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Disciplinary and Regulatory Proceedings is the leading work on this important and dynamic area of law. For 20 years it has provided authoritative guidance to lawyers, tribunals, and other experts dealing with professional discipline and regulation.

Chapter 9: The recording of disciplinary proceedings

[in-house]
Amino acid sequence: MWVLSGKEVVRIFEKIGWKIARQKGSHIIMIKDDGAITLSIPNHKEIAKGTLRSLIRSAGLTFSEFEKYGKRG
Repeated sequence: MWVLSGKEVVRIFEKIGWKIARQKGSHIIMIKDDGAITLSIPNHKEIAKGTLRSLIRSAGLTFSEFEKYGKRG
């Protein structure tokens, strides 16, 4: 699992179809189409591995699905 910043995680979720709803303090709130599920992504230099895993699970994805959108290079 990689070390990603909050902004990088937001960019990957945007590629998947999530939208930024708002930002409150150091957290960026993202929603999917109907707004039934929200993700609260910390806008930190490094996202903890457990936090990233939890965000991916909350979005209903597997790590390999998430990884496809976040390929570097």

All but the most informal tribunals have some arrangement for recording their proceedings. This may take the form of written minutes or a mechanical recording. Both must be subject to challenge and correction by the parties, if inaccurate. For this reason the Employment Appeal Tribunal upheld the decision of a school disciplinary tribunal to admit for the purposes of correcting the manual record those parts of a surreptitious audio recording of where a party made by a party so far as it dealt with the 'open' part of the proceedings. However, in Amwell View School v Dogherty [2006] UKEAT 0243 06 1509, the EAT held that the tribunal erred in law in not debarring the party from making use of her recording and transcription of the panel's private deliberations. Mr Recorder Luba QC added, 'We are far from suggesting some new broad class of common-law public interest immunity in the law of evidence. Rather we confine ourselves to the particular circumstances of this case: a claim for unfair dismissal of an employee which raises issues as to the reasonableness of (and the conduct of) the procedures leading to that dismissal and the confirmation of it. More particularly, a case in which, in the course of those procedures, the employee has agreed in advance (with no suggestion of any prejudice or duress) to withdraw whilst the relevant panel deliberated in private, that panel having undertaken to give (and having subsequently given) full reasons for its decision. The balance between the conflicting public interests might well have fallen differently if the claim had been framed in terms of unlawful discrimination, where the decision was taken by a panel which gave no reasons for its decision, and where the inadvertent recording of private deliberations (or the clear account of one of the panel members participating in those deliberations) had produced the only evidence - and incontrovertible evidence - of such discrimination.'

 

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